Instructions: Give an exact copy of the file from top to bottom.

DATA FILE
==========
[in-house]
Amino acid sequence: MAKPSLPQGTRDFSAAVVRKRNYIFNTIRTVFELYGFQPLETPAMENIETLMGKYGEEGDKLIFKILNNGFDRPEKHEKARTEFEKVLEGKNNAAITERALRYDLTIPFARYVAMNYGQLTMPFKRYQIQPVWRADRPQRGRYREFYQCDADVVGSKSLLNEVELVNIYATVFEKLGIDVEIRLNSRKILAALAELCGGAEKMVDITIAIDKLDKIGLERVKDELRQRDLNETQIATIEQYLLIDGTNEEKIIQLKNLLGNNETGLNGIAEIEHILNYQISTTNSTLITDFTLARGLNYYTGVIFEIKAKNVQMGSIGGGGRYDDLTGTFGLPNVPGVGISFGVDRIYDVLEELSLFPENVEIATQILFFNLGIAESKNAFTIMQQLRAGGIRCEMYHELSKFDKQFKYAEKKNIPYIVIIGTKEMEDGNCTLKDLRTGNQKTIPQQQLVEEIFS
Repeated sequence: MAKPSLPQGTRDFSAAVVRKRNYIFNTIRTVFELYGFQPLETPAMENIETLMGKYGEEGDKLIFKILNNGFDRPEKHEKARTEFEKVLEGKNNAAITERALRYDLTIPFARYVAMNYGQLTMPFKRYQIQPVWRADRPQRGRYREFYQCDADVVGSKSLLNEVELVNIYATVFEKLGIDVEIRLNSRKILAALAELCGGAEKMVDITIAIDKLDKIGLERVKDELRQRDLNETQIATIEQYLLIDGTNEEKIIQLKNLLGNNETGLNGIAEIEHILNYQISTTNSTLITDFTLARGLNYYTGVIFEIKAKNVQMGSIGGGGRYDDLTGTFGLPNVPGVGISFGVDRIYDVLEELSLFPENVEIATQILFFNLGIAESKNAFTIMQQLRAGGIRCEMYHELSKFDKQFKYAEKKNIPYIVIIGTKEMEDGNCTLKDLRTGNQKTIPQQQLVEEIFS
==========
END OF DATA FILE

[in-house]
Amino acid sequence: MAKPSLPQGTRDFSAAVVRKRNYIFNTIRTVFELYGFQPLETPAMENIETLMGKYGEEGDKLIFKILNNGFDRPEKHEKARTEFEKVLEGKNNAAITERALRYDLTIPFARYVAMNYGQLTMPFKRYQIQPVWRADRPQRGRYREFYQCDADVVGSKSLLNEVELVNIYATVFEKLGIDVEIRLNSRKILAALAELCGGAEKMVDITIAIDKLDKIGLERVKDELRQRDLNETQIATIEQYLLIDGTNEEKIIQLKNLLGNNETGLNGIAEIEHILNYQISTTNSTLITDFTLARGLNYYTGVIFEIKAKNVQMGSIGGGGRYDDLTGTFGLPNVPGVGISFGVDRIYDVLEELSLFPENVEIATQILFFNLGIAESKNAFTIMQQLRAGGIRCEMYHELSKFDKQFKYAEKKNIPYIVIIGTKEMEDGNCTLKDLRTGNQKTIPQQQLVEEIFS
Repeated sequence: MAKPSLPQGTRDFSAAVVRKRNYIFNTIRTVFELYGFQPLETPAMENIETLMGKYGEEGDKLIFKILNNGFDRPEKHEKARTEFEKVLEGKNNAAITERALRYDLTIPFARYVAMNYGQLTMPFKRYQIQPVWRADRPQRGRYREFYQCDADVVGSKSLLNEVELVNIYATVFEKLGIDVEIRLNSRKILAALAELCGGAEKMVDITIAIDKLDKIGLERVKDELRQRDLNETQIATIEQYLLIDGTNEEKIIQLKNLLGNNETGLNGIAEIEHILNYQISTTNSTLITDFTLARGLNYYTGVIFEIKAKNVQMGSIGGGGRYDDLTGTFGLPNVPGVGISFGVDRIYDVLEELSLFPENVEIATQILFFNLGIAESKNAFTIMQQLRAGGIRCEMYHELSKFDKQFKYAEKKNIPYIVIIGTKEMEDGNCTLKDLRTGNQKTIPQQQLVEEIFS